London population drops for the first time in 30 years

UK capital suffers from a retreat driven by the pandemic

A man walks along the embankment as Britain enters a national lockdown in London on January 5, 2021. England's six-week lockdown, which began at midnight, emulates the first national coronavirus curbs in place from March to June -- but goes further than another instituted in November when schools remained open. 
 / AFP / Tolga Akmen
Beta V.1.0 - Powered by automated translation

London’s population is expected to decline for the first time in decades as the coronavirus pandemic drives a retreat from the city.

Accounting firm PwC found the number of people living in the capital could plunge by more than 300,000 this year, taking the population from a record 9 million to 8.7 million.

The decline is fuelled by citizens moving to rural areas as lockdowns confine people to their homes, forecasters said.

Other factors include a decline in graduates moving to London deterred by working from home, and lower immigration because of the pandemic and Brexit, which put an end to freedom of movement.

Net migration from the EU could turn negative this year, meaning more people could leave the UK for the EU for the first time since the 1990s. Britain will also experience a “baby bust” this year as the annual birth rate dips to its lowest level in a century, the PwC report said.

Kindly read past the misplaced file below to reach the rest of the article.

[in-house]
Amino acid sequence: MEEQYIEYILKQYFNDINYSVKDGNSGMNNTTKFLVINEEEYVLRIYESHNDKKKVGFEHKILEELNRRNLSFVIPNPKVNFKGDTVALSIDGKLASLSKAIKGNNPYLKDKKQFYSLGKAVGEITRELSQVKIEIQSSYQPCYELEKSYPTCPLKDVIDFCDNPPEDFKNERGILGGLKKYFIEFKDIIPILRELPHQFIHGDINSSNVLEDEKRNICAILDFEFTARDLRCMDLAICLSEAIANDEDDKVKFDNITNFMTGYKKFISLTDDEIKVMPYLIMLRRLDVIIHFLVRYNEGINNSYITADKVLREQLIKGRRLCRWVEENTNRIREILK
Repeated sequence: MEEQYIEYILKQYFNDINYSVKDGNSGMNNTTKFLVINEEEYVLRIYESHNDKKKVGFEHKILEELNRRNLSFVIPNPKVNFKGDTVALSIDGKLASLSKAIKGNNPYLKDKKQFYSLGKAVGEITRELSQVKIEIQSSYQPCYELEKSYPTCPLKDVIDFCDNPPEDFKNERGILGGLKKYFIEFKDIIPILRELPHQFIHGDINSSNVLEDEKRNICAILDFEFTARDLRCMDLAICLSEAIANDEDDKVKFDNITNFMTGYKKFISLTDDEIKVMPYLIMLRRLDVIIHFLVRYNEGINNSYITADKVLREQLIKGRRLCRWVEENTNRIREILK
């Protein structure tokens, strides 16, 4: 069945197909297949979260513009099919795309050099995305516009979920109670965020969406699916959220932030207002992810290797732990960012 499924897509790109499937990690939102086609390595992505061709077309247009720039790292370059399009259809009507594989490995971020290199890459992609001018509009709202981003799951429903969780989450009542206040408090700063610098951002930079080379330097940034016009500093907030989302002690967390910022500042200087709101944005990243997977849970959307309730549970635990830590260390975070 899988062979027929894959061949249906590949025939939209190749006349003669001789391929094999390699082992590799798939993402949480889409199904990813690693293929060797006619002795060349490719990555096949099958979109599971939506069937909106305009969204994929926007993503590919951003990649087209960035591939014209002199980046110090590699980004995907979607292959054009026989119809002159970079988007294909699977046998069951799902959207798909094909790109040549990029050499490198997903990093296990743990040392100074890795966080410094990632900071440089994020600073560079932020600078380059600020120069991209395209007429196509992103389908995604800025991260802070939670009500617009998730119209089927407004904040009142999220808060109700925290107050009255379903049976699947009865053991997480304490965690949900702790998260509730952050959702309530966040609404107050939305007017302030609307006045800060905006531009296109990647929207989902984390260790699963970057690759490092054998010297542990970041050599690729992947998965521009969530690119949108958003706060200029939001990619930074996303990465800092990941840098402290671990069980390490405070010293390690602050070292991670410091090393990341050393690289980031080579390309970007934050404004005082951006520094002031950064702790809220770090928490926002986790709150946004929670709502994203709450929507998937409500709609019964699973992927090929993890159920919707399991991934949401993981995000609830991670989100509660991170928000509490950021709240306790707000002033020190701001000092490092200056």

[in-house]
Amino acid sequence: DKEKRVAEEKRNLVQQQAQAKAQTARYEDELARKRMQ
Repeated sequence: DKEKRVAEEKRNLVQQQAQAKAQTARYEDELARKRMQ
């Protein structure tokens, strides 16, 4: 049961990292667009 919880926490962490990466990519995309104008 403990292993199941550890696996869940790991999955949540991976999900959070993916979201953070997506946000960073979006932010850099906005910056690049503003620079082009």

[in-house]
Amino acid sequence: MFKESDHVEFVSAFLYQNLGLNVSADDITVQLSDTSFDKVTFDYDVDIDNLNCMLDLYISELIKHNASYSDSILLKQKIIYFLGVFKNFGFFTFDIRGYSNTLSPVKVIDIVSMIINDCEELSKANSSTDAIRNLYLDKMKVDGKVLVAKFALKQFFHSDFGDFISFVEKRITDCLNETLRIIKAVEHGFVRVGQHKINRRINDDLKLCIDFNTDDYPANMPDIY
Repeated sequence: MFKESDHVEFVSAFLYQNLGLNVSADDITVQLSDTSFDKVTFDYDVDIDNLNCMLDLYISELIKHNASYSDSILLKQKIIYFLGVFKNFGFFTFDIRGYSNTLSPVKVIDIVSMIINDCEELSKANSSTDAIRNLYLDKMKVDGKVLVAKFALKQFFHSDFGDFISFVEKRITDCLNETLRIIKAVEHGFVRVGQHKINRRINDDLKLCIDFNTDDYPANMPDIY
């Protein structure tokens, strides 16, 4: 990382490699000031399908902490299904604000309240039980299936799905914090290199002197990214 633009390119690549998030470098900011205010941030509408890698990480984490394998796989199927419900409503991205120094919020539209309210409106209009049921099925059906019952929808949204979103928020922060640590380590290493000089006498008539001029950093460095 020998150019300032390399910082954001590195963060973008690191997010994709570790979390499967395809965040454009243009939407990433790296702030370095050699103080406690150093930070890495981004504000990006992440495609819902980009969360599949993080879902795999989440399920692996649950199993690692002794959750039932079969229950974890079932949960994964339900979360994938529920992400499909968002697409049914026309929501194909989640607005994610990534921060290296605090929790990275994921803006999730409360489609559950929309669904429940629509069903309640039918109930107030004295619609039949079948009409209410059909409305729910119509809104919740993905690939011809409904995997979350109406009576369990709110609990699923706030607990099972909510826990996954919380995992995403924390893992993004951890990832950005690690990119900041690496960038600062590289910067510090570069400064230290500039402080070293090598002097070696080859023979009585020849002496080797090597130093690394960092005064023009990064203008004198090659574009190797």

Hanny Audino, economist at PwC, said that the birth rate would only increase when the labour market fully recovered. "A longer recovery will reduce peoples' expectations of their lifetime income, which could result in people deciding to have fewer children," she said.

“The effects of lower births won’t be felt for decades, but if the pandemic causes a permanent decline in births, the long-term challenges associated with the UK’s ageing population, such as greater pressure on public services and lower economic growth, could be brought forward.”

The report painted a varying picture for the return of the UK’s pre-pandemic economic performance. The economy could grow by 4.8 per cent this year in a “quick recovery scenario”, recovering losses sustained during the pandemic by December.

However, a “slow recovery” scenario would mean gross domestic product would grow by only 2.2 per cent, taking until mid-2023 for the economy to return to its pre-pandemic health.

PwC economist Barret Kupelian said the global recovery would be uneven between countries and depended on the speedy distribution of Covid-19 vaccines.

He said: “The Chinese economy is already bigger than its pre-pandemic size, but other advanced economies – particularly heavily service-based economies like the UK, France and Spain or those focused on exporting capital goods, such as Germany and Japan – are unlikely to recover to their pre-crisis levels by the end of 2021.”